23. The applicant further asks us to admit the appeal under the provisions of Section 5 of the Limitation Act. His case is that he was misled by the judgment of the Full Bench of this Court into the belief that he would be allowed under Section 12 of the Act to ask for a deduction of the period which elapsed between the date when the judgment was delivered and the date when the decree was signed. As this is the first occasion on which that point has been raised and there are grounds to support the contention that he was so misled, we think that in the circumstances we may accept this contention and under Section 5 of the Act allow an extension of the period of limitation to cover the time between the date of the judgments and the date of signing the decree. At the same time we desire to say that we grant this concession with considerable hesitation.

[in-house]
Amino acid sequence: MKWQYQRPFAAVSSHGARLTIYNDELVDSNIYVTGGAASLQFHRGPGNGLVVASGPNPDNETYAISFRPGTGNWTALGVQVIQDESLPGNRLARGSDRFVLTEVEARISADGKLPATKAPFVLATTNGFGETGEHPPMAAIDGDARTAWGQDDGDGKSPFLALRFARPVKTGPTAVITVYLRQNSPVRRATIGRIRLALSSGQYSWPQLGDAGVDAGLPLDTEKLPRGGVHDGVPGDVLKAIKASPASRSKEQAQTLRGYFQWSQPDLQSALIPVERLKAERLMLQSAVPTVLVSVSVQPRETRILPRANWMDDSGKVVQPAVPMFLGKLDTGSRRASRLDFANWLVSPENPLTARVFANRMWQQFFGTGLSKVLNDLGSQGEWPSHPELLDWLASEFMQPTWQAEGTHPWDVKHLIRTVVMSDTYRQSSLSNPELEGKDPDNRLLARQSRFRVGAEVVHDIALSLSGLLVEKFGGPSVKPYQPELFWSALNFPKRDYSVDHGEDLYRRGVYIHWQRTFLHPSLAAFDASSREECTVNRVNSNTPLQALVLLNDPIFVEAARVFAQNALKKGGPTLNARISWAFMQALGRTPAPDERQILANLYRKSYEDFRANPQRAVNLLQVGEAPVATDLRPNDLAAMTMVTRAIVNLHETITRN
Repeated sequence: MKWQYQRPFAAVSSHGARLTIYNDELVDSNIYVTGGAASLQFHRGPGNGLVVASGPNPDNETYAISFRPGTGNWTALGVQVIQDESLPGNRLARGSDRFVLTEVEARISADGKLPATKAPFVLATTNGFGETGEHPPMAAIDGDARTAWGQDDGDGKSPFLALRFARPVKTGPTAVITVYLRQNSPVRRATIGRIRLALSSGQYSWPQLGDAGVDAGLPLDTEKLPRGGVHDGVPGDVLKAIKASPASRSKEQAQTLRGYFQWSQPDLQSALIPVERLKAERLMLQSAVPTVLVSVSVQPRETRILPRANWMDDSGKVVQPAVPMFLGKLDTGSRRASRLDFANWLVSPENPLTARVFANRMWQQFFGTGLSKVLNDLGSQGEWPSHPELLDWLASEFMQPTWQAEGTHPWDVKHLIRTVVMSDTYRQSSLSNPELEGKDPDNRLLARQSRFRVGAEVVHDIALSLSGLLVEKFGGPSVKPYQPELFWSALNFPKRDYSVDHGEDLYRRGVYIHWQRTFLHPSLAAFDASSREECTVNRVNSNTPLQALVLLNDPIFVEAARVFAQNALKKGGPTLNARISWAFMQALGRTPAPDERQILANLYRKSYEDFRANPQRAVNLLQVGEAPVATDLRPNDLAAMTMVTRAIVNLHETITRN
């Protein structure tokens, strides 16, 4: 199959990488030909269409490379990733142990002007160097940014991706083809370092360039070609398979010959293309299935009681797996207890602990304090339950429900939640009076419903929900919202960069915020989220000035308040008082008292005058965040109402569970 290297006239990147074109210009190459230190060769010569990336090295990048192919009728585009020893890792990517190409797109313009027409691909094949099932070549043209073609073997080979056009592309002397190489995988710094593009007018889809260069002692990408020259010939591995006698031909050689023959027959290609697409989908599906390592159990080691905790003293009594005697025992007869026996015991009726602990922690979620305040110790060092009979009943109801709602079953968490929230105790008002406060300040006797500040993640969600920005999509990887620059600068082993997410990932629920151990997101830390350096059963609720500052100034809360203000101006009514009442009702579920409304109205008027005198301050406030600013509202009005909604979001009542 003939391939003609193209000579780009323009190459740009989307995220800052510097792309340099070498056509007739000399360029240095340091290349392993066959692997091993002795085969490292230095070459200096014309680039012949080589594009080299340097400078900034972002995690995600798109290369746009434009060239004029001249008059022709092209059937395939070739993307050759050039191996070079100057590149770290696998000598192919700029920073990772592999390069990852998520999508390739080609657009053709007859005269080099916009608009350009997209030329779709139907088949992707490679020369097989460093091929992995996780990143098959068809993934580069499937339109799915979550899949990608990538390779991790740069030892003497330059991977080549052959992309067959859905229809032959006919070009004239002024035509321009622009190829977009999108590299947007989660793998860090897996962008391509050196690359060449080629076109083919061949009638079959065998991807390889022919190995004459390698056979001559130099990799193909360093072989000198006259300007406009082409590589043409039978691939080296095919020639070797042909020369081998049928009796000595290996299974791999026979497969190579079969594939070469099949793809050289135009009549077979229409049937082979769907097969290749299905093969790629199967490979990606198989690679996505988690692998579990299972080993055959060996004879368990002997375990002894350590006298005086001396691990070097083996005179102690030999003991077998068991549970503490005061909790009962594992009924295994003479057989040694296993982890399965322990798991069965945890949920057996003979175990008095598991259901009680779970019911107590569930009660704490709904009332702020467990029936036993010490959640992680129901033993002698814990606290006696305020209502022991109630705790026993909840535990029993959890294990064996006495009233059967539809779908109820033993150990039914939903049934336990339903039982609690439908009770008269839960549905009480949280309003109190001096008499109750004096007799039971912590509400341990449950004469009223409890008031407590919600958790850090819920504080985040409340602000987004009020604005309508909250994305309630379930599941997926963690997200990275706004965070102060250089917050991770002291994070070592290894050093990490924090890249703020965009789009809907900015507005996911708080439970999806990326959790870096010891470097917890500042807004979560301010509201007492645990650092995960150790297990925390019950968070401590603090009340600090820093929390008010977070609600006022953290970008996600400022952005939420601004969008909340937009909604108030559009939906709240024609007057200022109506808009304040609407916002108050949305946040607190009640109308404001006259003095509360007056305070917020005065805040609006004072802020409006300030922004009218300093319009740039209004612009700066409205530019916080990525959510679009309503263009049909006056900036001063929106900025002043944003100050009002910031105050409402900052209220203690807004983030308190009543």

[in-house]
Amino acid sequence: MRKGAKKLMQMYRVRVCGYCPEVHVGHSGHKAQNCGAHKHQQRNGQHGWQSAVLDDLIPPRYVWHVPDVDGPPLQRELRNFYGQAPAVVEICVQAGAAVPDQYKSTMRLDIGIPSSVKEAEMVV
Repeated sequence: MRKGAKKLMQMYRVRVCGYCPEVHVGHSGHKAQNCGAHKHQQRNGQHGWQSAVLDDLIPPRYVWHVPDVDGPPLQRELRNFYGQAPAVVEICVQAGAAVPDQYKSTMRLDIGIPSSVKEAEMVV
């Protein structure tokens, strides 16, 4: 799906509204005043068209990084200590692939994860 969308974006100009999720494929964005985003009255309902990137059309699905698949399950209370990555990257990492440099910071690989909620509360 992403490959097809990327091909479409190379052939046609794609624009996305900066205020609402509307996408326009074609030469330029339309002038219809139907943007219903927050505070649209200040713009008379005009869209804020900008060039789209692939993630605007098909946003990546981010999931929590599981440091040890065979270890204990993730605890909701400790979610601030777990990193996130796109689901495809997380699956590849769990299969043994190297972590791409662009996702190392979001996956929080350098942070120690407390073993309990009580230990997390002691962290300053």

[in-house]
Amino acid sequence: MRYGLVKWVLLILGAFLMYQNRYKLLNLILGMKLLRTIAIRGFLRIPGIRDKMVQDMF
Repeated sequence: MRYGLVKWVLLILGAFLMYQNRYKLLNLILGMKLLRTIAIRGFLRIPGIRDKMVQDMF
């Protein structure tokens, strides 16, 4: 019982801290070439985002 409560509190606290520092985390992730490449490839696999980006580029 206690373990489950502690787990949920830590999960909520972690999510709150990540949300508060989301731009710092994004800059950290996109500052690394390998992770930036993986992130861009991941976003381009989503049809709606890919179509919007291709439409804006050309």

24. I agree. The Full Bench decision of this Court on the construction of Section 12 of the Limitation Act must, I think, be distinguished on the ground that the rule which it lays down in respect of appeals from the decrees of the Subordinate Courts is a rule which, regard being had to the circumstances and the practice here, cannot be applied to, and would surely not have been laid down by the Full Bench in connection with, appeals from the decrees of this Court. For what we have to deal with under Section 12 is a matter of exact computation, and the material for making the deduction prescribed by the Full Bench for the mufassal is altogether wanting in this Court. But the applicant may, I think, be excused for having failed to perceive this distinction and acted on the Assumption that the recent alteration in the law would have the result of giving him the benefit of the deduction. And I find that, so far as can be ascertained, the statement that the signed decree was, not received from the Judges before the 8th August is correct. No doubt, it is possible that it had nevertheless been signed before the 30th July, in which event the time limited by law, even if calculated from the date of signing, would have expired before the present application was filed. But it is highly improbable that there was such delay, and, on the whole, the case seems to me to be one in which relief may, pro hac vice, properly be given under Section 5 of the Act.